Derived from EU Directive 2001/23/EG, the German law on Transfer of Business (“TUPE”) protects employees in a business transfer situation. As a starting point, TUPE transfers the employment of affected employees from one employer to another on their existing terms and conditions.

  • New developments on time restricted employment contracts – more “red tape” and further restrictions

    The “Große Koalition” (the Grand Coalition) recently concluded a variety of legislative projects which will result in additional headaches, administrative hurdles, thresholds and new deadlines for HR professionals and employment experts. Traditionally, labor and employment laws in Germany have tended to be employee friendly.

  • Advocate-General’s opinion may have significant implications for holiday law in Germany

    Under German law, employees generally apply for holiday during the holiday year so that their claims can be fulfilled. If they fail to do so, their entitlement lapses at the end of the year.

  • Post-Contractual Non-Competes – a never ending story

    There are few clauses in employment contracts more heavily debated than Non-Competition Clauses (post-contractual non-competes). While employers tend to include them rather easily in order to protect company secrets beyond the term of an employment, strict and mandatory provisions under German law differ from those found in most other jurisdictions.

  • Works Council Elections in Germany – Avoid mistakes and be aware of special termination protections! Final Part III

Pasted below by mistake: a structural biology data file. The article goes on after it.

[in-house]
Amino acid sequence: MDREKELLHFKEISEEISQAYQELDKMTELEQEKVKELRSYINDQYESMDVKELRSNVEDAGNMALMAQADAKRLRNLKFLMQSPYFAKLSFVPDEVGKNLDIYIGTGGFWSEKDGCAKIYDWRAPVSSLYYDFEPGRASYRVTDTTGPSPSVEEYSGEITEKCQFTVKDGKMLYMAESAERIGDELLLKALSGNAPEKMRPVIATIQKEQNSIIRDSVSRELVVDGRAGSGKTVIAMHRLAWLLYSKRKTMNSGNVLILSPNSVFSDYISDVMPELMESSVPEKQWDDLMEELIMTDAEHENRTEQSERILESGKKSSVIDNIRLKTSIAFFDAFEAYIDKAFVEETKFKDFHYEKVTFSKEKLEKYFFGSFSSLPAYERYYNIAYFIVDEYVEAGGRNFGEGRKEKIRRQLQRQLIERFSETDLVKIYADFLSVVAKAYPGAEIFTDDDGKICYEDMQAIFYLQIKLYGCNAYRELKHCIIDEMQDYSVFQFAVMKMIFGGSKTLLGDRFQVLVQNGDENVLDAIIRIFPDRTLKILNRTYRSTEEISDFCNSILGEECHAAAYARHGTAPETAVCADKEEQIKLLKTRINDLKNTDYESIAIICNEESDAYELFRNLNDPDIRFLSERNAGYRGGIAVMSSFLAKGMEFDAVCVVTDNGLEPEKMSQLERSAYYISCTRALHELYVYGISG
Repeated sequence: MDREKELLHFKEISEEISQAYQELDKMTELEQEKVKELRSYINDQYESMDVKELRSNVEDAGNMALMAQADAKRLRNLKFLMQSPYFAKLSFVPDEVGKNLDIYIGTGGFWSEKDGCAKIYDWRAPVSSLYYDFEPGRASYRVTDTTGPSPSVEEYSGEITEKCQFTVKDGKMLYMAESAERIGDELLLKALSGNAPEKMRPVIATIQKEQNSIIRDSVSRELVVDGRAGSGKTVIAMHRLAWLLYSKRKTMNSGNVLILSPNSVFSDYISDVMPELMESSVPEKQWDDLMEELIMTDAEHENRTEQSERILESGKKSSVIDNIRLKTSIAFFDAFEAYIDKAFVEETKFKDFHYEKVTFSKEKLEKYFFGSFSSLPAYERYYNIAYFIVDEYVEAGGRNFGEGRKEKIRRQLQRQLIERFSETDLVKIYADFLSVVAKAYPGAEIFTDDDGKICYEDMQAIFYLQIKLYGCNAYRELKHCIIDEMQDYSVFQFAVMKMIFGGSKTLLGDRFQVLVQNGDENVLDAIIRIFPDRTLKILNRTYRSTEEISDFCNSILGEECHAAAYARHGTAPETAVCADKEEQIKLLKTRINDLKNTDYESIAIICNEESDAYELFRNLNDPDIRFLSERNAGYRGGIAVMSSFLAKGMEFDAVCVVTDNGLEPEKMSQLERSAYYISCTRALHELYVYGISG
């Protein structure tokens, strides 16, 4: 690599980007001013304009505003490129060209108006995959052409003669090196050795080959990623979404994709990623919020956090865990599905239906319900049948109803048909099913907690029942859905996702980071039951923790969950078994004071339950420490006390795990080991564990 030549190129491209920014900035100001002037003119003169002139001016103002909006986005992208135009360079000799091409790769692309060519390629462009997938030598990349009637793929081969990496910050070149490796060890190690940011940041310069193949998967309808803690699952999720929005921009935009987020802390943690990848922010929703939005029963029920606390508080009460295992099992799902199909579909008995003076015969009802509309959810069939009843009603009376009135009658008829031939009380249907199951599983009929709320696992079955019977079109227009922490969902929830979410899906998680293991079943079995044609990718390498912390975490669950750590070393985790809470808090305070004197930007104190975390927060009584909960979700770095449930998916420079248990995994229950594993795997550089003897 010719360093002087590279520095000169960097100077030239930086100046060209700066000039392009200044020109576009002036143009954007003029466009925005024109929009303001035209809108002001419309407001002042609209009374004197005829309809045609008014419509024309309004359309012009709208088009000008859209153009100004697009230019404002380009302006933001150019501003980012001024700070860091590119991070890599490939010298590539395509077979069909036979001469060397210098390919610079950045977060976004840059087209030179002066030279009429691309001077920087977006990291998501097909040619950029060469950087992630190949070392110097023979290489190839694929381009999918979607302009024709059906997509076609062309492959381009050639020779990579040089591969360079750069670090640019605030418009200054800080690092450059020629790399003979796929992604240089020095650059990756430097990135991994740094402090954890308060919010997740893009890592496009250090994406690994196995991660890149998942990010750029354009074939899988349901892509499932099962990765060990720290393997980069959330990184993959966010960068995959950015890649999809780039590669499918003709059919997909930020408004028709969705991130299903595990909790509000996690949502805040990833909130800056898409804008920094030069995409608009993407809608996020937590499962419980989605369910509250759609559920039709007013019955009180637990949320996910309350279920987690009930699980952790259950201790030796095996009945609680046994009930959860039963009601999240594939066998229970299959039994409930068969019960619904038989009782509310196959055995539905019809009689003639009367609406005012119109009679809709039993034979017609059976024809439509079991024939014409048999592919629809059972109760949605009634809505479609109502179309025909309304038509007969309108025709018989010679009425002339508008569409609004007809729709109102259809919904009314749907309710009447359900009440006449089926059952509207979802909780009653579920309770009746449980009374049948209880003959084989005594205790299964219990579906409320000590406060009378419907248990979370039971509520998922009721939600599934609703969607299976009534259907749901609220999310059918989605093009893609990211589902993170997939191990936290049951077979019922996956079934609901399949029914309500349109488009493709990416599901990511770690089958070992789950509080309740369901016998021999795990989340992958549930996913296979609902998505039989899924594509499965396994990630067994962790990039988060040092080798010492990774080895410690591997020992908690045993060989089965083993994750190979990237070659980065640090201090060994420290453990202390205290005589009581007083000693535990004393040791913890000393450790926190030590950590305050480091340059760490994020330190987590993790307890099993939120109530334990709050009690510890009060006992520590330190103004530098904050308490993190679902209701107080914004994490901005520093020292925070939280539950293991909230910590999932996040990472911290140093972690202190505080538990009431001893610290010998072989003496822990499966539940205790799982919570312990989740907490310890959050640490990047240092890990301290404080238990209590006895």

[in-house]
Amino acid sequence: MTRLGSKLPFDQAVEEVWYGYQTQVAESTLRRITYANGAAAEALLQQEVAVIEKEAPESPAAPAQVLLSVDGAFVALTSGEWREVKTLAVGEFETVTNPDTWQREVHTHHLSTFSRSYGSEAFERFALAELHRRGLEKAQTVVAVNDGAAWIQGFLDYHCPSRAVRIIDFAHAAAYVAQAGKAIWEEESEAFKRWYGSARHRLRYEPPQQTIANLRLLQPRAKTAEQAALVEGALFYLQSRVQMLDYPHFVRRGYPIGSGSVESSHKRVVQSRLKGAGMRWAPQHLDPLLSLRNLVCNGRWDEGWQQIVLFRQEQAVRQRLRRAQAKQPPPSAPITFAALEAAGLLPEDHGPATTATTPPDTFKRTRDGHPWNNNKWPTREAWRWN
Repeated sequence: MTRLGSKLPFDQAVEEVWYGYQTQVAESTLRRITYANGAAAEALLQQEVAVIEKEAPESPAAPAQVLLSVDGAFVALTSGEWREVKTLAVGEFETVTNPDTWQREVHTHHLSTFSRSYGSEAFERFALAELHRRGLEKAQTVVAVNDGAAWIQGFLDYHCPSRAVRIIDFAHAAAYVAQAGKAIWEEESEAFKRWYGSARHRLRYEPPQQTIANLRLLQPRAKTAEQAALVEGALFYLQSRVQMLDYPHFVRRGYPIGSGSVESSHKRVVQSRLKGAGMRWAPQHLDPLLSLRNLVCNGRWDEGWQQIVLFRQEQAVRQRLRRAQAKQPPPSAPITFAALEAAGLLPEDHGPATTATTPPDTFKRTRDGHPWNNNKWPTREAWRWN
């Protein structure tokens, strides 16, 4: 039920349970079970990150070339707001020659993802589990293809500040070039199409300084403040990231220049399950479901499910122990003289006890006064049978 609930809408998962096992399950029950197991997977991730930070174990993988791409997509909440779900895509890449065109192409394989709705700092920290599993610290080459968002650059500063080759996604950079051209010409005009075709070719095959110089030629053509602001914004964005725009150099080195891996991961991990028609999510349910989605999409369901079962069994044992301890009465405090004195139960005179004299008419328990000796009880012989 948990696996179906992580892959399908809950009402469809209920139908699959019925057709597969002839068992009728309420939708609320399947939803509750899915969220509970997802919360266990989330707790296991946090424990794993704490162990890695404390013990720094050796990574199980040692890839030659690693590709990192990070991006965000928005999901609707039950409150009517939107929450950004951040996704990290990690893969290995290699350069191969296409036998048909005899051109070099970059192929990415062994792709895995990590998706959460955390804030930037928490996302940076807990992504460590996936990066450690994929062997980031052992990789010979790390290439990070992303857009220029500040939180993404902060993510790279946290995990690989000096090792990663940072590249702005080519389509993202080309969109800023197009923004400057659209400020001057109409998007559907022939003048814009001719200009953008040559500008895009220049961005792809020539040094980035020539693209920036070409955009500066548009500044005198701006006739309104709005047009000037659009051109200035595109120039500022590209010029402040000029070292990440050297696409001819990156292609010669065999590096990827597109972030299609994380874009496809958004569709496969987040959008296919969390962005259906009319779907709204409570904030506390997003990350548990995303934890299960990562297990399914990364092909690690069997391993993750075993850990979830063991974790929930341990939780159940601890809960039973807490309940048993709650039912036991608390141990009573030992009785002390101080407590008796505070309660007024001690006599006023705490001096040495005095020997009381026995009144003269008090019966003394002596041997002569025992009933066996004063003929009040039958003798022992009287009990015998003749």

March 2018 is getting closer and works council (re)elections will again be on the agenda in Germany. We started this three-part blog last November with an overview to this topic and the second part highlighting the election proceedings.

  • Serious changes for fixed-term employment in Germany announced

    The formation of a new government in Germany has not yet been completed however since February 7, 2018, the coalition agreement has been signed. Such political guidelines were consistently implemented during the last legislative periods.

  • Germany Bans CTS Eventim’s Exclusive Contracts

    On 4 December 2017, the Bundeskartellamt (German Federal Cartel Office — FCO) announced it had banned CTS Eventim from having exclusive agreements with its promoter and box office partners. Based in Munich, CTS Eventim is the operator of the largest ticketing system in Germany and holds a dominant position in the relevant market.

  • Employee Representation in Germany – Part 2